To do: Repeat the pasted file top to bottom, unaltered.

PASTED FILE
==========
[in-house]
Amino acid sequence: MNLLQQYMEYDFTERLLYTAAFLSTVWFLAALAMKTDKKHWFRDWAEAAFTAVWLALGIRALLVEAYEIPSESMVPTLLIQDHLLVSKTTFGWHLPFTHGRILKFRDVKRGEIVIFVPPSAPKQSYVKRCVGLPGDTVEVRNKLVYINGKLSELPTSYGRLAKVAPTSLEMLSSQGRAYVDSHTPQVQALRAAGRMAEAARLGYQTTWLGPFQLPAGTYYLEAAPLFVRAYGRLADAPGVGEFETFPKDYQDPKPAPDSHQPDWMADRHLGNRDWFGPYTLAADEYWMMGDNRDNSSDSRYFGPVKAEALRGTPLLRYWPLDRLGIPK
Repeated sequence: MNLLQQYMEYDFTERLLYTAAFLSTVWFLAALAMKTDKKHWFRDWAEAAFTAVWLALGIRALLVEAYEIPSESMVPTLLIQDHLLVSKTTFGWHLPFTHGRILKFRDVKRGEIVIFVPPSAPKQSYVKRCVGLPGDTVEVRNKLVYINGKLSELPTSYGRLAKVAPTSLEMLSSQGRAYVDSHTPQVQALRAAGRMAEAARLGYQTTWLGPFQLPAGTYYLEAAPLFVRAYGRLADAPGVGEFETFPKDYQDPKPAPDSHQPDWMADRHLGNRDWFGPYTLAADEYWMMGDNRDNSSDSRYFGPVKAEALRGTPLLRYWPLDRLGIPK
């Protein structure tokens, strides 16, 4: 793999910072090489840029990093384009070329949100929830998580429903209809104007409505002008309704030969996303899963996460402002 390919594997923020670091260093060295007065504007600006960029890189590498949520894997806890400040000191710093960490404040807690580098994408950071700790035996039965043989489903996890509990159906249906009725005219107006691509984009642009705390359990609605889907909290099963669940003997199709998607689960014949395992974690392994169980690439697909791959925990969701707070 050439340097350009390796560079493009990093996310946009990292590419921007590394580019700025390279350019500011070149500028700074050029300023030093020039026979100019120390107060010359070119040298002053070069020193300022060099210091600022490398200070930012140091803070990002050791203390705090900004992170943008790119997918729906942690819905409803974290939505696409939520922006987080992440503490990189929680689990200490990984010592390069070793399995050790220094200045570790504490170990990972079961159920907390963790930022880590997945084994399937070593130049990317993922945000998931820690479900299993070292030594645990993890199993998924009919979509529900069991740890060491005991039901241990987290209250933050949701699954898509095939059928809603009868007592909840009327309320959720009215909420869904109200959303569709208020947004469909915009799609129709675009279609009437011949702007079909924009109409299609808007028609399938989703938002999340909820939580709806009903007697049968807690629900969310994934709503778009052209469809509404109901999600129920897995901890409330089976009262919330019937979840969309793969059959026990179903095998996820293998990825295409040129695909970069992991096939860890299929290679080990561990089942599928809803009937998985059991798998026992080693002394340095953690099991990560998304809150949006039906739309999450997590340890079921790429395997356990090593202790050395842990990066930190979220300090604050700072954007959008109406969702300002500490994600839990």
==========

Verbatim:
[in-house]
Amino acid sequence: MNLLQQYMEYDFTERLLYTAAFLSTVWFLAALAMKTDKKHWFRDWAEAAFTAVWLALGIRALLVEAYEIPSESMVPTLLIQDHLLVSKTTFGWHLPFTHGRILKFRDVKRGEIVIFVPPSAPKQSYVKRCVGLPGDTVEVRNKLVYINGKLSELPTSYGRLAKVAPTSLEMLSSQGRAYVDSHTPQVQALRAAGRMAEAARLGYQTTWLGPFQLPAGTYYLEAAPLFVRAYGRLADAPGVGEFETFPKDYQDPKPAPDSHQPDWMADRHLGNRDWFGPYTLAADEYWMMGDNRDNSSDSRYFGPVKAEALRGTPLLRYWPLDRLGIPK
Repeated sequence: MNLLQQYMEYDFTERLLYTAAFLSTVWFLAALAMKTDKKHWFRDWAEAAFTAVWLALGIRALLVEAYEIPSESMVPTLLIQDHLLVSKTTFGWHLPFTHGRILKFRDVKRGEIVIFVPPSAPKQSYVKRCVGLPGDTVEVRNKLVYINGKLSELPTSYGRLAKVAPTSLEMLSSQGRAYVDSHTPQVQALRAAGRMAEAARLGYQTTWLGPFQLPAGTYYLEAAPLFVRAYGRLADAPGVGEFETFPKDYQDPKPAPDSHQPDWMADRHLGNRDWFGPYTLAADEYWMMGDNRDNSSDSRYFGPVKAEALRGTPLLRYWPLDRLGIPK
């Protein structure tokens, strides 16, 4: 793999910072090489840029990093384009070329949100929830998580429903209809104007409505002008309704030969996303899963996460402002 390919594997923020670091260093060295007065504007600006960029890189590498949520894997806890400040000191710093960490404040807690580098994408950071700790035996039965043989489903996890509990159906249906009725005219107006691509984009642009705390359990609605889907909290099963669940003997199709998607689960014949395992974690392994169980690439697909791959925990969701707070 050439340097350009390796560079493009990093996310946009990292590419921007590394580019700025390279350019500011070149500028700074050029300023030093020039026979100019120390107060010359070119040298002053070069020193300022060099210091600022490398200070930012140091803070990002050791203390705090900004992170943008790119997918729906942690819905409803974290939505696409939520922006987080992440503490990189929680689990200490990984010592390069070793399995050790220094200045570790504490170990990972079961159920907390963790930022880590997945084994399937070593130049990317993922945000998931820690479900299993070292030594645990993890199993998924009919979509529900069991740890060491005991039901241990987290209250933050949701699954898509095939059928809603009868007592909840009327309320959720009215909420869904109200959303569709208020947004469909915009799609129709675009279609009437011949702007079909924009109409299609808007028609399938989703938002999340909820939580709806009903007697049968807690629900969310994934709503778009052209469809509404109901999600129920897995901890409330089976009262919330019937979840969309793969059959026990179903095998996820293998990825295409040129695909970069992991096939860890299929290679080990561990089942599928809803009937998985059991798998026992080693002394340095953690099991990560998304809150949006039906739309999450997590340890079921790429395997356990090593202790050395842990990066930190979220300090604050700072954007959008109406969702300002500490994600839990």